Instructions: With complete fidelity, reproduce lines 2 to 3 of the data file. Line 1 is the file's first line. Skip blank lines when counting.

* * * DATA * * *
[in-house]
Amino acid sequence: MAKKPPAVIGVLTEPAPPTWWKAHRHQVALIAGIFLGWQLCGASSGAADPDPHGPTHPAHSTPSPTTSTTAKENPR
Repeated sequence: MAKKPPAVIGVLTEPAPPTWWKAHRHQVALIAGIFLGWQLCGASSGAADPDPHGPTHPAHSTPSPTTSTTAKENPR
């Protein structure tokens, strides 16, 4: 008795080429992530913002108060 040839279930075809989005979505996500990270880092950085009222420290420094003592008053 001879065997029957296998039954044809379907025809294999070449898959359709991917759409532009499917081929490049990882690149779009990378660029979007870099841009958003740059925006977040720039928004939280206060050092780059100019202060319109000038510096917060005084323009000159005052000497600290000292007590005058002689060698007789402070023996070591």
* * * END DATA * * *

Amino acid sequence: MAKKPPAVIGVLTEPAPPTWWKAHRHQVALIAGIFLGWQLCGASSGAADPDPHGPTHPAHSTPSPTTSTTAKENPR
Repeated sequence: MAKKPPAVIGVLTEPAPPTWWKAHRHQVALIAGIFLGWQLCGASSGAADPDPHGPTHPAHSTPSPTTSTTAKENPR